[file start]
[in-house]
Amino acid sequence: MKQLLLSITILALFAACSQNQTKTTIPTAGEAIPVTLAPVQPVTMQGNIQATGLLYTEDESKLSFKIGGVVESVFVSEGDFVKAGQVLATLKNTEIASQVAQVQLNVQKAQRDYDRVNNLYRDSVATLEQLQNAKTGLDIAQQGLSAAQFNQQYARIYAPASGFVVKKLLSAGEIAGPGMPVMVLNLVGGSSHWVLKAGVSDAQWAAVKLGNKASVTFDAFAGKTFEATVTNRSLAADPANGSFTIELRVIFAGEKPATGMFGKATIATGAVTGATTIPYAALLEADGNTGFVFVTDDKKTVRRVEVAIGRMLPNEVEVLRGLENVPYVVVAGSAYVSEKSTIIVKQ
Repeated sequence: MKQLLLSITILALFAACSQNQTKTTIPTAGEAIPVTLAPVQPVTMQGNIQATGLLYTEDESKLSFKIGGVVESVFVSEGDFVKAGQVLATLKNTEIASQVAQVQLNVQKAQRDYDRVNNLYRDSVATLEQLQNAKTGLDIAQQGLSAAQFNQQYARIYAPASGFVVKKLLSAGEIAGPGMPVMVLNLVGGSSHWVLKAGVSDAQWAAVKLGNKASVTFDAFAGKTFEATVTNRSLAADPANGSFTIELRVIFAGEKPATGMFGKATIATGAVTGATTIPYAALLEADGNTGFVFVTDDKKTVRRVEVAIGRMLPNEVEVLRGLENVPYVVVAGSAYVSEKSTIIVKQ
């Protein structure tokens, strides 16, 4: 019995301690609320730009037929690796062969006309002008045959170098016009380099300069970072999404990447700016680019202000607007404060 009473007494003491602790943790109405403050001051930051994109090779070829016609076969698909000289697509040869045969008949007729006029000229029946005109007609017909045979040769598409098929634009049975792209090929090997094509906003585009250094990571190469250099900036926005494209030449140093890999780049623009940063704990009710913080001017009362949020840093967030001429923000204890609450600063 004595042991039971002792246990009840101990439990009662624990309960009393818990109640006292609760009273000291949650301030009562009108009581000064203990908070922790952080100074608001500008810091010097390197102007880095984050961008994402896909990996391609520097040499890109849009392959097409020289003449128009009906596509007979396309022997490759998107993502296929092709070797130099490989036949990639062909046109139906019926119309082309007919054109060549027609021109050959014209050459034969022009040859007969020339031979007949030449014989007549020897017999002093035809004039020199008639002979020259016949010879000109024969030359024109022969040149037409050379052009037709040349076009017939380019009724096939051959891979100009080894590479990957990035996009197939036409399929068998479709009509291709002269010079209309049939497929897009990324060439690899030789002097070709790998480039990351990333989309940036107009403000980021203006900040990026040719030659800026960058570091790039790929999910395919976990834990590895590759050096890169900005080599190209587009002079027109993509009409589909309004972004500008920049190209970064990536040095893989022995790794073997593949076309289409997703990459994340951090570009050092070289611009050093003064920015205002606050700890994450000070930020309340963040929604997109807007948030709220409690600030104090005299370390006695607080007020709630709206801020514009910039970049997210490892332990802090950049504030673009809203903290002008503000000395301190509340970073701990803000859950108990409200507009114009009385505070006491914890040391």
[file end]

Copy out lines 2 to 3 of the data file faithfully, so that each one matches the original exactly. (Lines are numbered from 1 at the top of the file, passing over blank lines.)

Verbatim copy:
Amino acid sequence: MKQLLLSITILALFAACSQNQTKTTIPTAGEAIPVTLAPVQPVTMQGNIQATGLLYTEDESKLSFKIGGVVESVFVSEGDFVKAGQVLATLKNTEIASQVAQVQLNVQKAQRDYDRVNNLYRDSVATLEQLQNAKTGLDIAQQGLSAAQFNQQYARIYAPASGFVVKKLLSAGEIAGPGMPVMVLNLVGGSSHWVLKAGVSDAQWAAVKLGNKASVTFDAFAGKTFEATVTNRSLAADPANGSFTIELRVIFAGEKPATGMFGKATIATGAVTGATTIPYAALLEADGNTGFVFVTDDKKTVRRVEVAIGRMLPNEVEVLRGLENVPYVVVAGSAYVSEKSTIIVKQ
Repeated sequence: MKQLLLSITILALFAACSQNQTKTTIPTAGEAIPVTLAPVQPVTMQGNIQATGLLYTEDESKLSFKIGGVVESVFVSEGDFVKAGQVLATLKNTEIASQVAQVQLNVQKAQRDYDRVNNLYRDSVATLEQLQNAKTGLDIAQQGLSAAQFNQQYARIYAPASGFVVKKLLSAGEIAGPGMPVMVLNLVGGSSHWVLKAGVSDAQWAAVKLGNKASVTFDAFAGKTFEATVTNRSLAADPANGSFTIELRVIFAGEKPATGMFGKATIATGAVTGATTIPYAALLEADGNTGFVFVTDDKKTVRRVEVAIGRMLPNEVEVLRGLENVPYVVVAGSAYVSEKSTIIVKQ